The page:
It's almost exactly a year since I posted my review of BBC 6 Music as a learning resource on this site, and nearly eight months since I commented on the disappearance of some of the web resources from the 6 Music web site. Now 6 Music has begun a weekly podcast of speech highlights from its programmes as part of the BBC's download trial, so it seems a good time to review what's changed.
The original review is now punctuated with a series of updates saying "this page has been removed in the recent [web site] redesign" and none of these educational pages has been replaced in the months since the redesign, though the Hub Sessions web page, which disappeared briefly at the time of the redesign, has now been reinstated. (Last December I found pages elsewhere on the BBC site that linked to 6 Music pages that had been removed — and they still do!) The focus of the 6 Music site has moved away from providing contextual information, and building up text/image features, to focus solely on supporting the broadcast programmes in fairly prosaic ways: tracklistings, what's on this/next week, and a few vote-or-comment interactions. In my view, that contextual information had real public value as part of the 6 Music offering, but perhaps in time, as I said before, it will re-emerge elsewhere on the BBC web site.
As well as text, some of the old pages featured interview clips, in the form of RealMedia streams. The Talking 6 Music podcast makes such clips available again, along with some short documentary slots like the weekly 'single story', and — at least in the 20 July version — some extended DJ babble.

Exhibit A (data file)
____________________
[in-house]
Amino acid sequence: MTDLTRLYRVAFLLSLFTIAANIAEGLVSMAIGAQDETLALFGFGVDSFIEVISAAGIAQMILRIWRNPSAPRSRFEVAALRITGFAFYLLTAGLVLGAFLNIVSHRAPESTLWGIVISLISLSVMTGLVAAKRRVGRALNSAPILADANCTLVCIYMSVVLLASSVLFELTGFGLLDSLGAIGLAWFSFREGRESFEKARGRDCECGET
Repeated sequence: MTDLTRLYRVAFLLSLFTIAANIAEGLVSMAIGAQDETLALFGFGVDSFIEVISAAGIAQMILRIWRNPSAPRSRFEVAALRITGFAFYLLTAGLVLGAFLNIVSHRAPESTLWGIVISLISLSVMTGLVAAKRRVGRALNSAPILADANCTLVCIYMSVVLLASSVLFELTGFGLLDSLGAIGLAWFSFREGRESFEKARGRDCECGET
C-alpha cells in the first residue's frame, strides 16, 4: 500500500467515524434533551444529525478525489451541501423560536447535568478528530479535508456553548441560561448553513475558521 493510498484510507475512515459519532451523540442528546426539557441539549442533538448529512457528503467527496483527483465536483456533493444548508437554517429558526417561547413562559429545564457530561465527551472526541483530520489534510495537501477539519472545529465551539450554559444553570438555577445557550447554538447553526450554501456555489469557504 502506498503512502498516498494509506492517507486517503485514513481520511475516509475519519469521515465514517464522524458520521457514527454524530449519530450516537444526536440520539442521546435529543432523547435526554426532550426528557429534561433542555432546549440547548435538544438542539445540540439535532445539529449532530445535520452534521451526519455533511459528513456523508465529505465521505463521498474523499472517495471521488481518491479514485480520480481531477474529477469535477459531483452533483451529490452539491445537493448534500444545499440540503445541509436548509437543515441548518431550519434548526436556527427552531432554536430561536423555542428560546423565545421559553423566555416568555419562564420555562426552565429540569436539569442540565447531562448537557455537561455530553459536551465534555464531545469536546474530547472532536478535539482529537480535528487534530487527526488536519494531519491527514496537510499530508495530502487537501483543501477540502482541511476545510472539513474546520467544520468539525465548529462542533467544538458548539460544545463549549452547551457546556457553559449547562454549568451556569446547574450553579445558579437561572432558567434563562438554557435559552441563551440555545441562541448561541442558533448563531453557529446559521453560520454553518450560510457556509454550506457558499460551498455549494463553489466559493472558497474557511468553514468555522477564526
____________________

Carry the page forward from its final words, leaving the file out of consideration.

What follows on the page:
I presume 6 Music doesn't have the rights to include its documentaries — most of which are repeats of features commissioned elsewhere in the BBC — in the podcasts. This gives their podcast less substance, in learning terms, than the equivalent offering from sister digital station BBC 1Xtra, which is offering full versions of its TX documentaries in its weekly podcast.
For users this has pros and cons. Having the material as a download gives extra control and the prospect of 'owning it permanently'. Having clips bundled in a single MP3 file makes it harder to locate and play individual clips. Some podcasts seek to overcome this latter problem by programming 'chapters' into the files, so that users can flick forward or back within the file to the clips they want to hear — here's a description of the use of chapters in iTunes 4.9. But this seems to depend on using the AAC file format, rather than the more widely accessible MP3 format.
Not much tangible progress has been made on the metadata issues I referred to a year ago (see section 2.3 of the original posting). Here are the ID3 tags for the latest Talking 6 Music podcast. The 'table of contents' is entered in the Comments field. This field isn't included in iTunes searches, so a search for Dylan would not find this file (a search for Coldplay would, however, as this is entered in the Name field).
It's not the BBC's fault that the file format that has won out as the most popular for podcasts is one that doesn't support more structured metadata or chapters. But it indicates how long we may have to wait for even fairly simple enhancements to on-demand media.Posted by David Jennings in section(s) E-learning, Music and Multimedia, Podcasting, Radio on 23 July 02005 | TrackBack